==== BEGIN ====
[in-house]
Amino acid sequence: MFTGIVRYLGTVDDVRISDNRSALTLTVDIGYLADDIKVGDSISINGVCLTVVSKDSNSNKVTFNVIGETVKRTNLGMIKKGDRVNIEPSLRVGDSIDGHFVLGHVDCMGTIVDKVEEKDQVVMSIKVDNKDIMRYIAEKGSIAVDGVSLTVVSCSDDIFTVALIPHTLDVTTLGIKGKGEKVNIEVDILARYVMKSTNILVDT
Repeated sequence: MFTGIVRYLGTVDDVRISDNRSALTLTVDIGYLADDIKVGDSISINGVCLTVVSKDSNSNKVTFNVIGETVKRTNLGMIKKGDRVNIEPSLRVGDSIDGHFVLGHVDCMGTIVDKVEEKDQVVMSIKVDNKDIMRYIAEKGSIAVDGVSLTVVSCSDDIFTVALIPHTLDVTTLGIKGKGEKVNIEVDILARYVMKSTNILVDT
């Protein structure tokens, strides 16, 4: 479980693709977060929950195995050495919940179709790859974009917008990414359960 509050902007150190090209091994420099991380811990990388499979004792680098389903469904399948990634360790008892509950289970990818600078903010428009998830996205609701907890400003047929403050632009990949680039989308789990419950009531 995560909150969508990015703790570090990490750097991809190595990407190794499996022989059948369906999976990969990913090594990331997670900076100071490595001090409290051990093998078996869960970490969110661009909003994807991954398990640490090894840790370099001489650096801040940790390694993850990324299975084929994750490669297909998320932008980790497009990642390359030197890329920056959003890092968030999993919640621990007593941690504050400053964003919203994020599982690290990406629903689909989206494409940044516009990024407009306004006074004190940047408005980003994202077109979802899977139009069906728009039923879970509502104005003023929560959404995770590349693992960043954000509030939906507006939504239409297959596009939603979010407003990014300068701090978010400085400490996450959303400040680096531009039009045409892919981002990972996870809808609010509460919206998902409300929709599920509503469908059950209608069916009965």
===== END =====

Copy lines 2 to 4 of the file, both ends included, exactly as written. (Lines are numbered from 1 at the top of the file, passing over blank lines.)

Amino acid sequence: MFTGIVRYLGTVDDVRISDNRSALTLTVDIGYLADDIKVGDSISINGVCLTVVSKDSNSNKVTFNVIGETVKRTNLGMIKKGDRVNIEPSLRVGDSIDGHFVLGHVDCMGTIVDKVEEKDQVVMSIKVDNKDIMRYIAEKGSIAVDGVSLTVVSCSDDIFTVALIPHTLDVTTLGIKGKGEKVNIEVDILARYVMKSTNILVDT
Repeated sequence: MFTGIVRYLGTVDDVRISDNRSALTLTVDIGYLADDIKVGDSISINGVCLTVVSKDSNSNKVTFNVIGETVKRTNLGMIKKGDRVNIEPSLRVGDSIDGHFVLGHVDCMGTIVDKVEEKDQVVMSIKVDNKDIMRYIAEKGSIAVDGVSLTVVSCSDDIFTVALIPHTLDVTTLGIKGKGEKVNIEVDILARYVMKSTNILVDT
């Protein structure tokens, strides 16, 4: 479980693709977060929950195995050495919940179709790859974009917008990414359960 509050902007150190090209091994420099991380811990990388499979004792680098389903469904399948990634360790008892509950289970990818600078903010428009998830996205609701907890400003047929403050632009990949680039989308789990419950009531 995560909150969508990015703790570090990490750097991809190595990407190794499996022989059948369906999976990969990913090594990331997670900076100071490595001090409290051990093998078996869960970490969110661009909003994807991954398990640490090894840790370099001489650096801040940790390694993850990324299975084929994750490669297909998320932008980790497009990642390359030197890329920056959003890092968030999993919640621990007593941690504050400053964003919203994020599982690290990406629903689909989206494409940044516009990024407009306004006074004190940047408005980003994202077109979802899977139009069906728009039923879970509502104005003023929560959404995770590349693992960043954000509030939906507006939504239409297959596009939603979010407003990014300068701090978010400085400490996450959303400040680096531009039009045409892919981002990972996870809808609010509460919206998902409300929709599920509503469908059950209608069916009965």